Oxford COVID-19 Vaccine May Be Priced at Rs 500-600: SII CEO

Serum Institute of India is planning to produce 100 million dosages of vaccines by February 2021.

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As the coronavirus cases in India are likely to hit the 90-lakh mark in coming days, the Serum Institute of India's CEO Adar Poonawalla on Thursday, 19 November, announced that the country could receive the Oxford COVID-19 vaccine for the frontline healthcare workers by the year 2020 or early next year.

It is likely to be priced at a maximum of Rs 500-600, he said.

Serum Institute of India is planning to produce 100 million dosages of vaccines by February 2021.

Speaking at the Hindustan Times Leadership Summit 2020, Poonawalla said: “Never did I dream that we at the Serum Institute of India (SII) would have a good vaccine developed by this year-end with all regulatory approvals in place. If everything goes according to plan, January-February 2021 is our deadline for making the vaccine available to frontline workers and to the general public by March, April next year,” Hindustan Times reported.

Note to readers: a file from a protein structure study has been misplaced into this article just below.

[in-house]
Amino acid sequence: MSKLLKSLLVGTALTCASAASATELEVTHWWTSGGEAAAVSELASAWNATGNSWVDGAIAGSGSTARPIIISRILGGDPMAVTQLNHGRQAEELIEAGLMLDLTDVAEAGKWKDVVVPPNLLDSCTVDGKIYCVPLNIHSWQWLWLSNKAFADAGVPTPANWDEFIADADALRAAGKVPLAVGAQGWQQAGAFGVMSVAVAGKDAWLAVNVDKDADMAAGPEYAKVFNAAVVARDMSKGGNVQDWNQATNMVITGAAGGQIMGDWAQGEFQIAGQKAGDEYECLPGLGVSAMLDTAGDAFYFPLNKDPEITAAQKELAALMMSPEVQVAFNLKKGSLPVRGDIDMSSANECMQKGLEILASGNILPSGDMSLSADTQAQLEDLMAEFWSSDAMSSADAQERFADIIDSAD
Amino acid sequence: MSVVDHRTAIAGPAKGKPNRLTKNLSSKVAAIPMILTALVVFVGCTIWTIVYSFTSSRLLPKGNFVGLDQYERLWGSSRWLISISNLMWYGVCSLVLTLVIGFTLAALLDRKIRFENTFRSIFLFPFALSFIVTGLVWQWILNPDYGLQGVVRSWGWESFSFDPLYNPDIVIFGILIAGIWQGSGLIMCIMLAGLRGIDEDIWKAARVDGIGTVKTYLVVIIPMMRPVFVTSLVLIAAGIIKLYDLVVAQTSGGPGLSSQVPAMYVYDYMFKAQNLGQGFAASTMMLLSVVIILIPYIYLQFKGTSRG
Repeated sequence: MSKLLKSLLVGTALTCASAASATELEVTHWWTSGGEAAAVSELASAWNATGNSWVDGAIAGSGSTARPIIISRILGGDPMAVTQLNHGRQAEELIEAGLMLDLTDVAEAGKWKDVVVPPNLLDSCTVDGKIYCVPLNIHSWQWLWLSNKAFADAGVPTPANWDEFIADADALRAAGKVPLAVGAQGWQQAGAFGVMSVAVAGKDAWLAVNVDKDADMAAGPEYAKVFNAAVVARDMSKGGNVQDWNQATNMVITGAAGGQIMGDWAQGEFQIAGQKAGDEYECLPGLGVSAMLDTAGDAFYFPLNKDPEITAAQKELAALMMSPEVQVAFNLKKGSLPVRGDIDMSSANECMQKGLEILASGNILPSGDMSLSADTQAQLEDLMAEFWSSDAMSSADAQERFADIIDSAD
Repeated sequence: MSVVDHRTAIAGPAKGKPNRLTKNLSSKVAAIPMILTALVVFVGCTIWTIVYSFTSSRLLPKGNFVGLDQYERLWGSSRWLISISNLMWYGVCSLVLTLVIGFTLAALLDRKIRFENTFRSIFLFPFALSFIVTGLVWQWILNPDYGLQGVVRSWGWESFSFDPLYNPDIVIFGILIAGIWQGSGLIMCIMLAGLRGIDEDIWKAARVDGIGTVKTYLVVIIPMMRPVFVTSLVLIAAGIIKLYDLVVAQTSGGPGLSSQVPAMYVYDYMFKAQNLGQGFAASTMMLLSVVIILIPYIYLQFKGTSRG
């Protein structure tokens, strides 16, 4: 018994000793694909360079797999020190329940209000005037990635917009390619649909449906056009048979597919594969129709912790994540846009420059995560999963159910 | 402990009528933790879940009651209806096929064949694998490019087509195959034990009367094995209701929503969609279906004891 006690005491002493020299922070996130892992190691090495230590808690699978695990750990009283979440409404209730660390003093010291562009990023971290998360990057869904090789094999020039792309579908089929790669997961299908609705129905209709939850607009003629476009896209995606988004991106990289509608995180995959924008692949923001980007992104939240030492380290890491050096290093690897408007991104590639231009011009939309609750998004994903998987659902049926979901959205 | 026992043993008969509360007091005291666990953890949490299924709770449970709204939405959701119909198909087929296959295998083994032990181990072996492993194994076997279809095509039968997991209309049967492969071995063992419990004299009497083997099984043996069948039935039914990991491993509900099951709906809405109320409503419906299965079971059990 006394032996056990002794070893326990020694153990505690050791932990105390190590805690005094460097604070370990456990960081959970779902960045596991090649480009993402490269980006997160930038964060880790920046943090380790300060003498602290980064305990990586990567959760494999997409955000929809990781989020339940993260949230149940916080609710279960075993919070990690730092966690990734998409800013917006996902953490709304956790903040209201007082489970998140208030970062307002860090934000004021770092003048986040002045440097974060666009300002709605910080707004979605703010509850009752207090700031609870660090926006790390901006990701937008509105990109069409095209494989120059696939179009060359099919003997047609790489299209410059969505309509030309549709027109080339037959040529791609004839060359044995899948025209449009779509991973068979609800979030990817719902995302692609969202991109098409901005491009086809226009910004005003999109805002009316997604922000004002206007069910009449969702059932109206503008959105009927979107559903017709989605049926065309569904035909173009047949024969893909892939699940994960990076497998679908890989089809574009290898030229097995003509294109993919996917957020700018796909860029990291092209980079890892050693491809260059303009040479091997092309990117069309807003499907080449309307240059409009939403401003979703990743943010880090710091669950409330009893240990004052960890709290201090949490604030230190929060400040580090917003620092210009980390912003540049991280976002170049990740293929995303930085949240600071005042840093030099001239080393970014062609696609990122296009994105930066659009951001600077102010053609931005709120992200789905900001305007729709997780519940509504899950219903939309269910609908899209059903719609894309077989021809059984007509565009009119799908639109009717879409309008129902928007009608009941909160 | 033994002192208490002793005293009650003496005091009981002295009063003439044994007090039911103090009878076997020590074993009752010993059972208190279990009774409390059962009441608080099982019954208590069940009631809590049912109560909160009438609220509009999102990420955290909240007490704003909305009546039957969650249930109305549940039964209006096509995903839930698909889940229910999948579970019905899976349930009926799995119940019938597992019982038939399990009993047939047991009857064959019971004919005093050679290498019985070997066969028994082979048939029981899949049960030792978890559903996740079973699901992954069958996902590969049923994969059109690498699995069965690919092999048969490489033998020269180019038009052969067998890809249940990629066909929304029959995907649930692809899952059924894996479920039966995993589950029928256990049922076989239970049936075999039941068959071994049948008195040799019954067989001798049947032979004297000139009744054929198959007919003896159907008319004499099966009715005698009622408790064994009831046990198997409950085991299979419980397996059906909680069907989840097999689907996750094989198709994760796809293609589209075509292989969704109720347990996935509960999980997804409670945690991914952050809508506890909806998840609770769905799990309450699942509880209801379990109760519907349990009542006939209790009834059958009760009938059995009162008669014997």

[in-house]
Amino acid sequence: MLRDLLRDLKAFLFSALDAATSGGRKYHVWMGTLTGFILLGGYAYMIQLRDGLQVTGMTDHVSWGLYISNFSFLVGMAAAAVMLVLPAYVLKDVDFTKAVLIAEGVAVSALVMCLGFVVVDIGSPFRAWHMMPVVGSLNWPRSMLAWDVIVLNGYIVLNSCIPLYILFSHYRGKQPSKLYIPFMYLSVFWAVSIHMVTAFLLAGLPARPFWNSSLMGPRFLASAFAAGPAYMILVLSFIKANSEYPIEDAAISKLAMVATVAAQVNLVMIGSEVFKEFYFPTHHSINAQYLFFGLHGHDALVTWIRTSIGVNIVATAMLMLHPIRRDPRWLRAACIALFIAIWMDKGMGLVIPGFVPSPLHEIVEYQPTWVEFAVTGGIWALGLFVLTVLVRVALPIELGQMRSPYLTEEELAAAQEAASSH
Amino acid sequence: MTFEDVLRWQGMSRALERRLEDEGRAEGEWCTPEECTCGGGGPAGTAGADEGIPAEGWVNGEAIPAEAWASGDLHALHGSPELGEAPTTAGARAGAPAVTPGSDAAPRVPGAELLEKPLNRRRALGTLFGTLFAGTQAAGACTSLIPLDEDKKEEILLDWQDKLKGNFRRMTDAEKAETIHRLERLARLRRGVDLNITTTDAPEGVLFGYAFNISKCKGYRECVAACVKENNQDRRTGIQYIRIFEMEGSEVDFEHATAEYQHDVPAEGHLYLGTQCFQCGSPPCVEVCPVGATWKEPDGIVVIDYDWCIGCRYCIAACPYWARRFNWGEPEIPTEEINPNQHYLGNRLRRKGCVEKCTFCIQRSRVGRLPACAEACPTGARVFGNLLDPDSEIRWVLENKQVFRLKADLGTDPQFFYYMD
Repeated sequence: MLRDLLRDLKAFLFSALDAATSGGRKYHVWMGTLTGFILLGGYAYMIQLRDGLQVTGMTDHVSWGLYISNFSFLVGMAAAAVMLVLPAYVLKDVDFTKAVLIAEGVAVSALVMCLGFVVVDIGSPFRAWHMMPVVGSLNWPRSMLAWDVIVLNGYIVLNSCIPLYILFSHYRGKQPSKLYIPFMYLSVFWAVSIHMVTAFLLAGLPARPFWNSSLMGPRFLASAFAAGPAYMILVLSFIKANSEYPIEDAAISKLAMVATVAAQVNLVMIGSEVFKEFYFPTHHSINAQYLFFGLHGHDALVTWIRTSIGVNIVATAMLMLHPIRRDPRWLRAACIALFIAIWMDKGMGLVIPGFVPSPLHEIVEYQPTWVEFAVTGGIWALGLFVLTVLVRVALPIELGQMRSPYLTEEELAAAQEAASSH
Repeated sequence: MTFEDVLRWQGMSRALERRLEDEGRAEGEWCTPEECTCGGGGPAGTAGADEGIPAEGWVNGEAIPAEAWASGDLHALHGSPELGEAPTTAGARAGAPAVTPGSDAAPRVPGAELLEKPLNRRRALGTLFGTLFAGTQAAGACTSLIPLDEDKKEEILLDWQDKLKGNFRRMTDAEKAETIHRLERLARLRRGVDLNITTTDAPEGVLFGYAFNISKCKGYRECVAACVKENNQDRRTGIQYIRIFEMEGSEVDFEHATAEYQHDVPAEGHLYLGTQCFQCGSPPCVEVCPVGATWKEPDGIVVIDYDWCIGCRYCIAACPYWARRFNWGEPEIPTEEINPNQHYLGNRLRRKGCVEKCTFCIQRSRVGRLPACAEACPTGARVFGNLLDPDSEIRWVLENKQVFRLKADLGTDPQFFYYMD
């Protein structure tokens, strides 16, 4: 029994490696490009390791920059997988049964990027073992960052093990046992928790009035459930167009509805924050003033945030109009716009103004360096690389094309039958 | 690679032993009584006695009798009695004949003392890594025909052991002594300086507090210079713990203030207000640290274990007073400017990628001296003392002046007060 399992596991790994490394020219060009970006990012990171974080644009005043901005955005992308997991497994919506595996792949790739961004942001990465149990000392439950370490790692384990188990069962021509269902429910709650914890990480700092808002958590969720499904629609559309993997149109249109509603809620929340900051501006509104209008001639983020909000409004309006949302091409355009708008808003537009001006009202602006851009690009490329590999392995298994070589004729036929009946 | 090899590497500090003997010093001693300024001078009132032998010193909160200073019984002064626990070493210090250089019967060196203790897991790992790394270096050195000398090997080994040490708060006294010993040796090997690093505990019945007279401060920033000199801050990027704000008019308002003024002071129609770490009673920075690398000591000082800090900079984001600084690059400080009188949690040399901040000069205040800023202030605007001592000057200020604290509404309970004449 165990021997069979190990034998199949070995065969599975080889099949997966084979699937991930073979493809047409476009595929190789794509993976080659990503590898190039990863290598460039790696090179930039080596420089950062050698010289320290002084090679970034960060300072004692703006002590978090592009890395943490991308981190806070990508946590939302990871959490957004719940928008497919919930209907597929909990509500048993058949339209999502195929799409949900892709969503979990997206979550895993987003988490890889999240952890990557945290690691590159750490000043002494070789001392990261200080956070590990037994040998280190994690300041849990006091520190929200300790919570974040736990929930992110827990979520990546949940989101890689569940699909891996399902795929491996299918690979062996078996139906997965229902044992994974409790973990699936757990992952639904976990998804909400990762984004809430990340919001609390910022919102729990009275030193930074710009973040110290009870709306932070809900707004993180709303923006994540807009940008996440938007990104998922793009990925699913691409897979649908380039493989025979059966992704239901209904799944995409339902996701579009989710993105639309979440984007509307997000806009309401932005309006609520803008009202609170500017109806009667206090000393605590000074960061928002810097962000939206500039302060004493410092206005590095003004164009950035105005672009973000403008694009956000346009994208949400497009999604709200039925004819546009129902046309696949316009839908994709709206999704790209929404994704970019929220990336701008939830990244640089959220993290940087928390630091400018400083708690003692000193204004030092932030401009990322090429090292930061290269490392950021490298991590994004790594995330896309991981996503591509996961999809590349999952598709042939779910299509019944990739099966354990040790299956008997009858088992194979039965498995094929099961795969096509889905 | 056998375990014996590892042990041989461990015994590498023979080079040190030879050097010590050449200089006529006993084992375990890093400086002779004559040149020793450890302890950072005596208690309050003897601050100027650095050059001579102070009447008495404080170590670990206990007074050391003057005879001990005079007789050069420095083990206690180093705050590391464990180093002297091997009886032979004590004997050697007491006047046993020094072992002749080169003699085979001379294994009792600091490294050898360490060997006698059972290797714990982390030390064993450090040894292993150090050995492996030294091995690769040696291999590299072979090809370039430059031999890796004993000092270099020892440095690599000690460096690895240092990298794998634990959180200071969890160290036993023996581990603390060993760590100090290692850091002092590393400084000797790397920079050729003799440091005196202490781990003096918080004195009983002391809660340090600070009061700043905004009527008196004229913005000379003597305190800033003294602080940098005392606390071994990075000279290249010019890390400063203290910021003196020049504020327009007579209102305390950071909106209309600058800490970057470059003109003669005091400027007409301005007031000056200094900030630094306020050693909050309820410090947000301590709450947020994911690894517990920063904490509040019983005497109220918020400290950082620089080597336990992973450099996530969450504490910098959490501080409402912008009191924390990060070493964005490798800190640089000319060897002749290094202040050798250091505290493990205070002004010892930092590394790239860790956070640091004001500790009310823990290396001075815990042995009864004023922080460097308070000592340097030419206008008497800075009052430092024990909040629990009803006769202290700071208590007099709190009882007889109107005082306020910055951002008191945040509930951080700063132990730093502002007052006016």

Poonawalla said it will take about four more years to get everyone vaccinated and protected from the virus.

SII signed a deal with British-Swedish company AstraZeneca to manufacture the COVID-19 vaccine candidate developed by the University of Oxford.

“As soon as the UK authorities – the MHRA (Medicines and Healthcare products Regulatory Agency) – and the European EMEA (European Medicines Agency) approves it for emergency use, we will apply to the Drug Controller (DCGI) in India and, hopefully, very soon, we can also get an emergency use authorisation,”
Adar Poonawalla,  Serum Institute of India’s CEO

Poonawalla also stated that the SII plans to make about 10 crore doses per month from February. When asked about how many doses will India receive, he stated that talks are still going on and no agreement has been arrived at in this regard, reported News18.

According to the Lancet Medical Journal, Oxford COVID-19 vaccine produced a strong immune response in older adults. The latest development in the vaccine has raised hopes that it may protect the age groups which are at most risk from the infection.

(With inputs from News18 and Hindustan Times)

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